When an array chip, say chip i, fails, the data stored in chip i may or may not be in error depending on the data stored. If the data is an error, the number of errors may be 1, 2, 3 or 4. This is illustrated in FIG. 2 where all of the 2^{b} 1=15 possible error patterns are shown. Each of these patterns represents an error situation which may be corrected by the coding system of the present invention. Additionally, FIG. 3 illustrates the limits of error detectability in the present invention and particularly shows the situation in which chip i produces from one to four errors and in which only a single error occurs in a separate chip j. In FIGS. 1, 2 and 3, reference numeral 20 refers to the individual memory chips.
When data is fetched from storage, the syndrome is generated from the fetched data word according to the parity check matrix as indicated above. In the present example, there are 12 syndrome bits. Syndrome bit i is the exclusiveOR of the fetched data word at the positions specified by the 1's in the ith row of the parity check matrix. That is to say, the syndrome is generated from the fetched data word by supplying specified signals to an exclusiveOR gate. There are 12 such exclusiveOR gates because there are 12 rows in the parity check matrix. For each row in the parity check matrix, the 1's indicate which of the electrical signals are to be supplied to that particular exclusiveOR gate. It is important to bear in mind that while reference is made herein to an exclusiveOR gate it is quite likely in practice to employ trees of exclusiveOR gates when the number of signals input to a given exclusiveOR gate function becomes excessive in terms of the specific technology employed. In such cases exclusiveOR gate trees may be employed. These are all design considerations well understood by those of ordinary skill in the error correcting arts.
Furthermore, in accordance with the present invention, the parity check matrix is divided into 19 column matrices each of which is four columns wide. Furthermore, each of these 19 column matrices is further subdivided into three submatrices each of which has four rows and four columns. In the general case, such submatrices would have b rows and b columns. Thus, the parity check matrix can be represented as follows: ##EQU1##
Each M_{j},i is a four by four matrix. It is important for considerations herein that one of these three submatrices in each column be a four by four identity matrix. This property is important and is used to facilitate error correction. That is, for each i from one to nineteen there will be a value of j from one to three such that M_{j},i is a four by four identity matrix.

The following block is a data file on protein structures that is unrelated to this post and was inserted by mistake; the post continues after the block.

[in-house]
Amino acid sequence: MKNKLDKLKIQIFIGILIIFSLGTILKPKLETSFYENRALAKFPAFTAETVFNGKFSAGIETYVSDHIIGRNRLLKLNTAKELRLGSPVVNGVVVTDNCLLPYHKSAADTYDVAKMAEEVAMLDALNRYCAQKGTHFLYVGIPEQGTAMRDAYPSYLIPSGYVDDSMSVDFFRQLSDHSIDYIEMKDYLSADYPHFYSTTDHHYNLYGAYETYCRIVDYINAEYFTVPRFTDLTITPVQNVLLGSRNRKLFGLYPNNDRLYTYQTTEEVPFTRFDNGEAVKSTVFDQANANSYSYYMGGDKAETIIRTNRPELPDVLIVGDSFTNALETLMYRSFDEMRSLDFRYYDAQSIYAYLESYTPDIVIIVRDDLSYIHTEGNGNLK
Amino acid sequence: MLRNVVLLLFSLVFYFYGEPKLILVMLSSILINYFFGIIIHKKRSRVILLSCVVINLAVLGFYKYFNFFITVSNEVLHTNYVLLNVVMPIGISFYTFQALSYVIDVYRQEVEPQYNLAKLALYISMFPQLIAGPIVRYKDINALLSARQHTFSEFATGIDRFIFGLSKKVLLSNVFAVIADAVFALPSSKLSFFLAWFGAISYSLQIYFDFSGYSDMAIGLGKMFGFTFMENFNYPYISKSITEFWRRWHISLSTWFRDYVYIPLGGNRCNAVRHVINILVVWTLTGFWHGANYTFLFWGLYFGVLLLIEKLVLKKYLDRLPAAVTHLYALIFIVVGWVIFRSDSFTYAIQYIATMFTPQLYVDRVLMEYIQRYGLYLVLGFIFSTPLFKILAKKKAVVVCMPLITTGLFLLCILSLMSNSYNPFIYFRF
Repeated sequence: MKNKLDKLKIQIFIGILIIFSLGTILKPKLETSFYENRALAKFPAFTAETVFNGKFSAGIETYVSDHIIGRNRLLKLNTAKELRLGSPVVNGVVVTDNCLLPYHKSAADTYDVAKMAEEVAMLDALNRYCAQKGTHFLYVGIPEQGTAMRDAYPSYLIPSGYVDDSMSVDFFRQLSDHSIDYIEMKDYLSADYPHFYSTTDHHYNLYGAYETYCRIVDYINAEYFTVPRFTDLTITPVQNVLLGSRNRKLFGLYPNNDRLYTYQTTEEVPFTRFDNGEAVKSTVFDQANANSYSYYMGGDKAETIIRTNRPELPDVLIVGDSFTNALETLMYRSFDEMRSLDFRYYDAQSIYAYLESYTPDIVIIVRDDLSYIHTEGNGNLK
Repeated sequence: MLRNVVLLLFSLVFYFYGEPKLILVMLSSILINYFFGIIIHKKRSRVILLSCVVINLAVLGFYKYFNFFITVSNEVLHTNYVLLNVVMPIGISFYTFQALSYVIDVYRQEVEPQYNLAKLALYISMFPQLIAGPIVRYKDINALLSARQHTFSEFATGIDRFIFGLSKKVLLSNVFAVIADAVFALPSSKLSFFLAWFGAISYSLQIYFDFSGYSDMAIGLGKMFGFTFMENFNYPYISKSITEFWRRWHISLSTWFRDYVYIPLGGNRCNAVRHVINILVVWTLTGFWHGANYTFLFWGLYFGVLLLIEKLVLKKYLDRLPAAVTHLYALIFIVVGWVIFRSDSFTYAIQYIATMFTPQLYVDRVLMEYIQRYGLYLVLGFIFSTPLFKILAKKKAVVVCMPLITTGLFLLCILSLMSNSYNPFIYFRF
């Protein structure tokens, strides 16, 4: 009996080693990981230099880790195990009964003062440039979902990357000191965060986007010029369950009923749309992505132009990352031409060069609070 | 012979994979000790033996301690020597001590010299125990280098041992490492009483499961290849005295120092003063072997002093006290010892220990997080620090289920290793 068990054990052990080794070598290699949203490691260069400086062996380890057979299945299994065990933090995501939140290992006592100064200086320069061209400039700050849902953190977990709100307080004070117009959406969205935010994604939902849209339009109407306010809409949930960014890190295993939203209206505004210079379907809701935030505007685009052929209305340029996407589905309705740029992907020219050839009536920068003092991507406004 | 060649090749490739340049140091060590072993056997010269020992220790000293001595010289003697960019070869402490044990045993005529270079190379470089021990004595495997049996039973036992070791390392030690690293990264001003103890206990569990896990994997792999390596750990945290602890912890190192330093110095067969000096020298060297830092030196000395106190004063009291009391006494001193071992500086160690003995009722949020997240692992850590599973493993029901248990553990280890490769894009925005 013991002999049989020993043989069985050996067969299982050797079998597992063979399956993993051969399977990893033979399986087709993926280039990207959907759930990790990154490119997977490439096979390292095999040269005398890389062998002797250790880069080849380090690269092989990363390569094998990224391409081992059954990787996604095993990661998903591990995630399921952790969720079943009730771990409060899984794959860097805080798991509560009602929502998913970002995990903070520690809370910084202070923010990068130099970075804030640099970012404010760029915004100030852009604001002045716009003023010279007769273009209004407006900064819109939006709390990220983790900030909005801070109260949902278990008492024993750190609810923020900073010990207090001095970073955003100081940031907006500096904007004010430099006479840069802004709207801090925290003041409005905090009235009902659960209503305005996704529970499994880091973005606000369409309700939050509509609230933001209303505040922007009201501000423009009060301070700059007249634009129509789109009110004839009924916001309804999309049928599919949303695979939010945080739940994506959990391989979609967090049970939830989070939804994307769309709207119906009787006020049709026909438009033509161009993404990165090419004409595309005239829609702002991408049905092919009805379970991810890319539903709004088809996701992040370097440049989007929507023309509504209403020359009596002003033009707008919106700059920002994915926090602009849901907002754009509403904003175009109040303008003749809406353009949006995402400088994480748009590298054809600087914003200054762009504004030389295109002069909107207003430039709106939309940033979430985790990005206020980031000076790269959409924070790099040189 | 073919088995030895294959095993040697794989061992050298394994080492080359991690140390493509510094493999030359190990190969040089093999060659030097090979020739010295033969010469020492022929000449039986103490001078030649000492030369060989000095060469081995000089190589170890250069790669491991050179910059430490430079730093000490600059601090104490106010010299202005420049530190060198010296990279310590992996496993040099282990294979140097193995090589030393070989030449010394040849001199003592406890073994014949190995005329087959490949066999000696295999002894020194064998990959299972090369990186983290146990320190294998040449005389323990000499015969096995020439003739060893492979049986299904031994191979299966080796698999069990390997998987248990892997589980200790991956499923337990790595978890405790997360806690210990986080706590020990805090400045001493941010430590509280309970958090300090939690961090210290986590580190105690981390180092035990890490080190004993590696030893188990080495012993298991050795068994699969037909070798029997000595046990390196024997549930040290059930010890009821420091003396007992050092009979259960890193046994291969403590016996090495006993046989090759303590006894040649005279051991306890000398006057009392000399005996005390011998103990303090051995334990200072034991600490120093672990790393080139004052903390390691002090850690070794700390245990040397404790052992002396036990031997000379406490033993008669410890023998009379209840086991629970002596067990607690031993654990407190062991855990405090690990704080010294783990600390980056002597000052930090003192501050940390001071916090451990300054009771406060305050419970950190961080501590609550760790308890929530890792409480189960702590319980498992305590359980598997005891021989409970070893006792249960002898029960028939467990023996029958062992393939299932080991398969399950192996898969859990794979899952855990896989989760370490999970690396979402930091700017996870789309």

Thus, for a fixed value of i there is one matrix from the set M_{1},i, M_{2},i, and M_{3},1 that is the requisite identity matrix.
If the i^{th} symbol is in error, the symbol error can be expressed as E_{i} =(e_{i1}, e_{i2}, e_{i3}, e_{i4}). If the j^{th} bit is in error then e_{ij} =1. Otherwise, e_{ij} =0. If the word fetched from memory is error free, the syndrome is a vector which is entirely 0's, that is, it is the null vector. If chip i fails and there are thus errors in symbol i, the syndrome is equal to ##EQU2## where E_{i} ^{t} is the transpose of E_{i}, and in accordance with well understood principles, the addition operation is taken modulo 2. Further suppose that the syndrome vector S is divided into three subsyndrome components, S=(S_{i1}, S_{i2}, S_{i3}) where each of the three components is a fourbit vector. That is to say, S_{ij} ^{t} =M_{ji} E jd i^{t}. Since one of M_{1},i, M_{2},i, M_{3},i, is a four by four identity matrix, one of the S_{ji} where j=1 to 3 is identical to E_{i}. This assumes that there has been an error in one and only one symbol position.
For example, consider the case of the 9th symbol position, that is i=9. In this particular case it is seen from the parity check matrix above that M_{2},9 is an identity matrix. If symbol 9 is indeed in error with error pattern E, then S_{2},9 =E. Thus the error pattern can be determined from the middle section of the syndrome, that is, from syndrome bits 5, 6, 7 and 8. This is a situation for the case of the 9th symbol. Other symbol positions will have other corresponding indicative syndrome bits representing the error pattern E.
However, it is to be furthermore noted that symbol 9 is in error if and only if the first four bits of the syndrome are equal to M_{1},9 S_{2},9^{t}, and the last four bits of the syndrome are also equal to M_{3},9, S_{2},9^{t}. In general, to determine if symbol i is in error the syndrome is divided into three components S=(S_{1}, S_{2}, S_{3}). We determine j such that M_{ji} is an identity matrix for j lying between 1 and 3. We then test if S_{i} ^{t} =M_{ji} S_{j} ^{t} for i≢j and for j ranging from 1 to 3. If the test is valid, the error pattern is given by S_{j}.